The huge amount of resources in growing and harvesting the crops (energy, water, chemicals, labour and money) would be wasted if the produce is not sold. This amounts to over 6% of the UK’s carbon emissions, and directly impacts an industry suffering the extremes of climate change and economic hardship.

Neat solution to complex problem

Ample’s story is a powerful case study for a great idea, brought to life by assembling relevant expertise on the complex value chain, user-friendly technology, and a user-centric approach.

Tackling food waste at farm level is difficult, due to lack of real-time visibility at farm-level, lack of digitisation and digital adoption (itself with many root causes), unpredictability of surplus, disparate and relatively remote locations of surplus, lack of connection between potential buyer and seller, and the challenges incumbent with getting limited shelf life product through the non-standard value chain, to a commercial customer, while still safe and good quality.

Ample focused on the buyers and sellers and worked with growers and potential customers to understand the realities of the value chain and the users’ needs. To ensure adoption, the solution was developed with innovative early adopters, to be intuitive and hassle-free solution. With a focus on reducing complexity for these key stakeholders, Ample helps shorten the value chain and give them back control to act decisively and quickly while getting a commercial return.

Key get rights

Argon & Co supported Ample in defining its vision and operating model and preparation for engaging the sector. For similar dynamics start ups, some key learnings include

Understand the sector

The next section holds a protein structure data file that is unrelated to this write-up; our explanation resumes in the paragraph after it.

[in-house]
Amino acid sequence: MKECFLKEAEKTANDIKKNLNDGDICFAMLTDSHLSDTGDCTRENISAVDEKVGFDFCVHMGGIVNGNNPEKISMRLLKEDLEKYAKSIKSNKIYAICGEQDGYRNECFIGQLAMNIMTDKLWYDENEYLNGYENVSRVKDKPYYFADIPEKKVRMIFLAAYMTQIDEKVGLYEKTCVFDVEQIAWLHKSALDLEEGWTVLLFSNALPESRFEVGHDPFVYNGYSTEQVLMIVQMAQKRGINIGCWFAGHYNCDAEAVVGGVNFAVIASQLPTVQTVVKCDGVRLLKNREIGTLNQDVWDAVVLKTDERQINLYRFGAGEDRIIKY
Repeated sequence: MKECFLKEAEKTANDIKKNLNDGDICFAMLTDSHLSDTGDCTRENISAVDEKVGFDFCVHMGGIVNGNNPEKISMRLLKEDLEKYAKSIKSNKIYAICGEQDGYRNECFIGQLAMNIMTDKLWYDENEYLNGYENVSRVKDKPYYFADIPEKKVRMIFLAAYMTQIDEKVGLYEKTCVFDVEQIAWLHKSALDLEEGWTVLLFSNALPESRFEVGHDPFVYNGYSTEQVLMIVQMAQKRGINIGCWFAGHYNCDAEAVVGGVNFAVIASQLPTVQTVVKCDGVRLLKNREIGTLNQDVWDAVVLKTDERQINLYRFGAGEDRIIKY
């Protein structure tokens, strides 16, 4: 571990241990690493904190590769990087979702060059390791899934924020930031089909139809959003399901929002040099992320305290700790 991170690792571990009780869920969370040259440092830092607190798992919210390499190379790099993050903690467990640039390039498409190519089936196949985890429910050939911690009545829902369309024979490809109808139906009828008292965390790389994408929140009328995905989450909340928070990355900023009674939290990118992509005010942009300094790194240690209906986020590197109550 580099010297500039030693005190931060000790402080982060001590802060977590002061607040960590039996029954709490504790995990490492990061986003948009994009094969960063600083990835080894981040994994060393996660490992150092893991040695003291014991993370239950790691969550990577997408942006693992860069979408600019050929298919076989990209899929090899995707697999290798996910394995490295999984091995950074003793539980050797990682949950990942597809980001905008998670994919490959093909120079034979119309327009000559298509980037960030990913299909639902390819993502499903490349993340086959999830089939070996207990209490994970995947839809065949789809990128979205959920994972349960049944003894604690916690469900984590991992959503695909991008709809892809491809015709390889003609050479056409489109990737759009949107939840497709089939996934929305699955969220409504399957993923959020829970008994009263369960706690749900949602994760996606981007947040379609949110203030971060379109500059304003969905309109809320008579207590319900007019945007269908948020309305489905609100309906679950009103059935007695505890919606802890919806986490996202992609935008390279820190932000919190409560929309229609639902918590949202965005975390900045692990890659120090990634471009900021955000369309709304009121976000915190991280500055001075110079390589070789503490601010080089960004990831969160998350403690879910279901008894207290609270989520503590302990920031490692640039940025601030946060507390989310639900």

• Consult experts on the food system and dynamics, regulatory context, and operational considerations to help hone the vision
  • Identify and develop deep relationships with stakeholders (such as growers and food producers) to keep focus on the specific problem to be solved and blockers / enablers

Have a clear business model

  • While many of the buyers of food are purpose-led organisations, the benefit of Ample is a distinctly commercial vision
  • Be focused on the commercial return and benefit for all parties, considering flexible models (e.g. transaction fee, subscription model)
  • Ensure the service meets users’ needs – matching potential buyer and seller was not enough, having a ‘one stop shop’ and seamless logistics to transport the surplus is a game-changer

Prepare thoroughly for investment rounds

  • Argon & Co brought together a group of representatives from the food sector, retail, private equity, and commercial leaders
  • The purpose was to input into the proposed business and operating model
  • This was a chance to ‘stress-test’ Ample’s vision and prepare for investor meetings

This was an immensely satisfying project for Argon & Co – thank you to the Ample team for inviting us to join you on this inspiring journey.

Author: Judith Richardson

Judith Richardson

[email protected]